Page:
What is Superannuation?
Superannuation, commonly known as super, is the money you pay on behalf of your workers to provide for their retirement. Employers have Super Guarantee obligations they must meet or face penalties.
Generally, if you pay an employee $450 or more before tax in a calendar month, you have to pay super on top of their wages.
The Super Guarantee – what is it?
The Super Guarantee is the minimum you or your employer needs to pay for your superannuation and it should be as follows:
- The SG is currently 9.5% of an employee’s ordinary time earnings.
- SG must be paid at least four times a year, by the quarterly due dates.
- SG should be paid and reported electronically in a standard format, ensuring you meet Superstream requirements.
- Your super payments must go to a complying super fund – most employees can choose their own fund.
- If SG is not paid on time, you may have to pay the Super Guarantee charge.
When do I pay my super contributions?
Your contributions should be paid to a complying super fund or retirement savings account (RSA).
- A complying super fund is one that meets specific requirements and obligations under superannuation law.
- An RSA is a type of account offered by institutions such as banks and building societies for retirement savings.
Complying Super Funds – how to check if they comply
Two ways to check if you’re fund is complying.
- Use Super Fund Lookup.
- Get a confirmation from the fund’s trustee.
In confirming their status, the fund must indicate that it intends to accept your super contributions and will continue to meet the relevant legal requirements.
Contributions paid to a non-complying super fund
- Will NOT count towards meeting your super guarantee obligations.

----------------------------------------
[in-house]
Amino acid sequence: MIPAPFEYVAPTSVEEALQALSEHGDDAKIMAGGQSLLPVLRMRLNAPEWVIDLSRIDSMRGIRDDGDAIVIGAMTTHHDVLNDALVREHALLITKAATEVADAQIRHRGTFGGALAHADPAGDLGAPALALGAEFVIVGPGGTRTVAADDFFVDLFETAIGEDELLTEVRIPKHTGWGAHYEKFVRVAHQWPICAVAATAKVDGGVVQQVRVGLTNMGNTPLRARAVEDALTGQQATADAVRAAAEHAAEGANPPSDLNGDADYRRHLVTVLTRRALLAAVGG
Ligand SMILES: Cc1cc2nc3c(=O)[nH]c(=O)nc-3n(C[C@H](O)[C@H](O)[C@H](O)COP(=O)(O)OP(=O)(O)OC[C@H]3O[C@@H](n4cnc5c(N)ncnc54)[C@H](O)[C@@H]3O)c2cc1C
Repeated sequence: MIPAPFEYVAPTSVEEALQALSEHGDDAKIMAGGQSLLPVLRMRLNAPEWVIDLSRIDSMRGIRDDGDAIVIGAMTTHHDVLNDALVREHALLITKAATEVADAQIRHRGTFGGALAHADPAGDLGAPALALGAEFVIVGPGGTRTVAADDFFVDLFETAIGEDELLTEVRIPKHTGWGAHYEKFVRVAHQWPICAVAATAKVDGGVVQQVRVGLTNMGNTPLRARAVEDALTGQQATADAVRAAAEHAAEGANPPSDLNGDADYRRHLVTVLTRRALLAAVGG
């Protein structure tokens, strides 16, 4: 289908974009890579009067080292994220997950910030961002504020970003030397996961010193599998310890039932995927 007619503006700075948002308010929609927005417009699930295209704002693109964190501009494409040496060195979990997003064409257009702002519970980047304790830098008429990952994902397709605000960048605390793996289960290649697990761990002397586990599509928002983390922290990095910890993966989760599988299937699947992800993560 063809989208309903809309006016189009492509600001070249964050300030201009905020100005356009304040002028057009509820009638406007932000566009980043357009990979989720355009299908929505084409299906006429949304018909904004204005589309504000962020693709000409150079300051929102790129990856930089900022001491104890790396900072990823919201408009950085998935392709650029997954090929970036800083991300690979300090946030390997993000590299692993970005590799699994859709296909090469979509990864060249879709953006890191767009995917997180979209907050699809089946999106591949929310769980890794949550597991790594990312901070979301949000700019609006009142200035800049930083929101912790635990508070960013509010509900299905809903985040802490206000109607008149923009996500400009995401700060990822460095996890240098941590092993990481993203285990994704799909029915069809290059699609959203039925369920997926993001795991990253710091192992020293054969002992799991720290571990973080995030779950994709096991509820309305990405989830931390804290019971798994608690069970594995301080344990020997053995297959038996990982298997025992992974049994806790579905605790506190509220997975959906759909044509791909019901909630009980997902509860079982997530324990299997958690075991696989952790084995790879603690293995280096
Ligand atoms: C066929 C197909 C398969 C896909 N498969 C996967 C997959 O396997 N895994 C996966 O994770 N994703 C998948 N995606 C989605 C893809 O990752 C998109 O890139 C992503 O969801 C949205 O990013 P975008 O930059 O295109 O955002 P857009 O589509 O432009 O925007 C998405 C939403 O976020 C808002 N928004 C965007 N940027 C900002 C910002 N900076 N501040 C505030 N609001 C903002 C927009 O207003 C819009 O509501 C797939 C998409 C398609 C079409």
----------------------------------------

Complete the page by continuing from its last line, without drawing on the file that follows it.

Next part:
- Will NOT be tax-deductible.
- May incur a fringe benefits tax (FBT) liability.
When you confirm the super fund is complying, you’re protected against penalties.
Company Director’s Role in super contributions
Making sure that your company meets its PAYG withholding and SGC obligations is your responsibility as a director.
If your company fails to meet a PAYG withholding or SGC liability in full by the due date you will become personally liable for director penalties equal to the unpaid amounts.
To avoid director penalties, take steps to have the company lodge and pay its:
- PAYG withholding to us by the due date; and
- Superannuation Guarantee (SG) to employees’ super funds by the due date or, if that doesn’t occur, lodge a super guarantee statement and pay the resulting SGC liability to the ATO.
If a company does not meet its PAYG withholding or superannuation guarantee charge (SGC) obligations, the ATO may recover these amounts from a director of the company.
Director Penalty Notice
This is a notice that the Australian Tax Office (ATO) may send a director that can make that director personally liable for two types of tax debts of a company – Pay As You Go (PAYG) and Superannuation Guarantee Charge (SGC) liabilities.
The two types of Director Penalty notices are:
- The traditional Director Penalty Notice which gives a director 21 days to take certain actions to avoid personal liability.
- The second type of DPN, often referred to as a “Lockdown DPN”, can make a director automatically personally liable for PAYG and SGC if company tax returns are not lodged on time – there is no opportunity to avoid that liability once the DPN is served on the director.
Before the ATO can recover director penalties from a director personally, a Director Penalty Notice (DPN) outlining the unpaid amounts and remission options must be given to a director.
Recovery options include:
- Offsetting any of director’s tax credits against the director penalties.
- Initiating legal recovery proceedings against a director to recover the director penalty.
If you are a current director at the time the DPN is given, the ATO will use your address registered with Australian Securities & Investment Commission (ASIC). Otherwise, the ATO will use the address last known to them.
Please note that even if you are no longer a director of a company or a newly appointed director, a director’s penalty may still apply to you.